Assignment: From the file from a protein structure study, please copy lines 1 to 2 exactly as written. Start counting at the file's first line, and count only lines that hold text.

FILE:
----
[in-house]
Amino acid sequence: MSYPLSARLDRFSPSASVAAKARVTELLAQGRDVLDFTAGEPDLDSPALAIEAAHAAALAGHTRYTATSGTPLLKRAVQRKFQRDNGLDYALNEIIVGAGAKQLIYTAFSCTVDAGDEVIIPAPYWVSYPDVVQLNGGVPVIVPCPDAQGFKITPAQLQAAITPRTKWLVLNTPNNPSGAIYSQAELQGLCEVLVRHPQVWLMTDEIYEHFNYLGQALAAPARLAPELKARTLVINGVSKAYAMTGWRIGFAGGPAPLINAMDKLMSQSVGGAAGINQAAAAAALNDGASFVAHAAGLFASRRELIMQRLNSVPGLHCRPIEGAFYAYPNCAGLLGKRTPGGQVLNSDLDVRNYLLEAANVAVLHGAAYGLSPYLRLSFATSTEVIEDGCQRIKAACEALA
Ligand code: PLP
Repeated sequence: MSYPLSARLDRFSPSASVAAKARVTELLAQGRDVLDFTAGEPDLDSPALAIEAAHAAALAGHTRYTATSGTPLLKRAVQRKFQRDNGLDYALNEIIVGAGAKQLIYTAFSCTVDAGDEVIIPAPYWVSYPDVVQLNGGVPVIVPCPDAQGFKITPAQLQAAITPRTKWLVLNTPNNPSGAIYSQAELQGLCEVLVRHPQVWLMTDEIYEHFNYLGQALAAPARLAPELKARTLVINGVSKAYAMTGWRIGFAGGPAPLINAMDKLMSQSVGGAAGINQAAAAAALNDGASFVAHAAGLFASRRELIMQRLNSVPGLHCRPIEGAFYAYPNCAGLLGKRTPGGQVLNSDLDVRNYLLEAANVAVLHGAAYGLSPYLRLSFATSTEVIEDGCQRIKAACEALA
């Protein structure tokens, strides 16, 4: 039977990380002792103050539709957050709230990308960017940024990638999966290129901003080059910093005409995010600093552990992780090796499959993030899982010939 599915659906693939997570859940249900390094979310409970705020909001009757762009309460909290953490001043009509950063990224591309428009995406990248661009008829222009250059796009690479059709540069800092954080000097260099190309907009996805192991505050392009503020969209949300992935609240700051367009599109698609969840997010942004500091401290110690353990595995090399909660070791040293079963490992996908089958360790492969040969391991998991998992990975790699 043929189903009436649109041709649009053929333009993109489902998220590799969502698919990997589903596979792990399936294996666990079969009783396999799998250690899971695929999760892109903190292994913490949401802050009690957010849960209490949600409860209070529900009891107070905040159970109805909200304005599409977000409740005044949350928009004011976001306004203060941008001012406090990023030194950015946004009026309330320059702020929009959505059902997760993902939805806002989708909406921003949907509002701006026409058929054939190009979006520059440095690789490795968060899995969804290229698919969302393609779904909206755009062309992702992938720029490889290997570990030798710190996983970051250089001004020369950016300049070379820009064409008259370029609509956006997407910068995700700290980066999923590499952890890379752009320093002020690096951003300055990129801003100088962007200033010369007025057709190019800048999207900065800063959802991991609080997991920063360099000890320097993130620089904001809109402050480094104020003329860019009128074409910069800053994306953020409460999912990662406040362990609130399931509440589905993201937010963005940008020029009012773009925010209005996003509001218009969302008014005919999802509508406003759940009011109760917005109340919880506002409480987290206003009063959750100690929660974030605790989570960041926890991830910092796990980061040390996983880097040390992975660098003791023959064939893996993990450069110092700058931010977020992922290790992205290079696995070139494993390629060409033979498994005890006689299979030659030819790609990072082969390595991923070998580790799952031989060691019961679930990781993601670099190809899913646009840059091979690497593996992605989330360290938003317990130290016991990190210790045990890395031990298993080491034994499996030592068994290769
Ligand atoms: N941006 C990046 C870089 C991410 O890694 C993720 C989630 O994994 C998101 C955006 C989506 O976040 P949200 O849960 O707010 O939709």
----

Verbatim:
[in-house]
Amino acid sequence: MSYPLSARLDRFSPSASVAAKARVTELLAQGRDVLDFTAGEPDLDSPALAIEAAHAAALAGHTRYTATSGTPLLKRAVQRKFQRDNGLDYALNEIIVGAGAKQLIYTAFSCTVDAGDEVIIPAPYWVSYPDVVQLNGGVPVIVPCPDAQGFKITPAQLQAAITPRTKWLVLNTPNNPSGAIYSQAELQGLCEVLVRHPQVWLMTDEIYEHFNYLGQALAAPARLAPELKARTLVINGVSKAYAMTGWRIGFAGGPAPLINAMDKLMSQSVGGAAGINQAAAAAALNDGASFVAHAAGLFASRRELIMQRLNSVPGLHCRPIEGAFYAYPNCAGLLGKRTPGGQVLNSDLDVRNYLLEAANVAVLHGAAYGLSPYLRLSFATSTEVIEDGCQRIKAACEALA